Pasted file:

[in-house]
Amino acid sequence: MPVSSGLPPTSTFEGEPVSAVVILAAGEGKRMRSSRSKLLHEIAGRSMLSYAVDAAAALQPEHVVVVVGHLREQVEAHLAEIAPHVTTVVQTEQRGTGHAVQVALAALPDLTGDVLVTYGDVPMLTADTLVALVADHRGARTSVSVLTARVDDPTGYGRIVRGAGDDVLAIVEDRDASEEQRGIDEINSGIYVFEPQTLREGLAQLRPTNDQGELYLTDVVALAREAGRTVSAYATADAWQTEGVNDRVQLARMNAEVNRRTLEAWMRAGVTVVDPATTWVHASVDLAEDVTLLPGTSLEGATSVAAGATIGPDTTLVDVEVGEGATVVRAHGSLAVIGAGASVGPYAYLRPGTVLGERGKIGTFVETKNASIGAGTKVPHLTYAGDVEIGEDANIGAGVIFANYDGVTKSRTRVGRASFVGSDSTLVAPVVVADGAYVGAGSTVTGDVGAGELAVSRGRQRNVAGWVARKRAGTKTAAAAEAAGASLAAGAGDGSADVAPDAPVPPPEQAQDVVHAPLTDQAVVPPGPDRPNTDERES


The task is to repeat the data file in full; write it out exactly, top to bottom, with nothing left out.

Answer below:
[in-house]
Amino acid sequence: MPVSSGLPPTSTFEGEPVSAVVILAAGEGKRMRSSRSKLLHEIAGRSMLSYAVDAAAALQPEHVVVVVGHLREQVEAHLAEIAPHVTTVVQTEQRGTGHAVQVALAALPDLTGDVLVTYGDVPMLTADTLVALVADHRGARTSVSVLTARVDDPTGYGRIVRGAGDDVLAIVEDRDASEEQRGIDEINSGIYVFEPQTLREGLAQLRPTNDQGELYLTDVVALAREAGRTVSAYATADAWQTEGVNDRVQLARMNAEVNRRTLEAWMRAGVTVVDPATTWVHASVDLAEDVTLLPGTSLEGATSVAAGATIGPDTTLVDVEVGEGATVVRAHGSLAVIGAGASVGPYAYLRPGTVLGERGKIGTFVETKNASIGAGTKVPHLTYAGDVEIGEDANIGAGVIFANYDGVTKSRTRVGRASFVGSDSTLVAPVVVADGAYVGAGSTVTGDVGAGELAVSRGRQRNVAGWVARKRAGTKTAAAAEAAGASLAAGAGDGSADVAPDAPVPPPEQAQDVVHAPLTDQAVVPPGPDRPNTDERES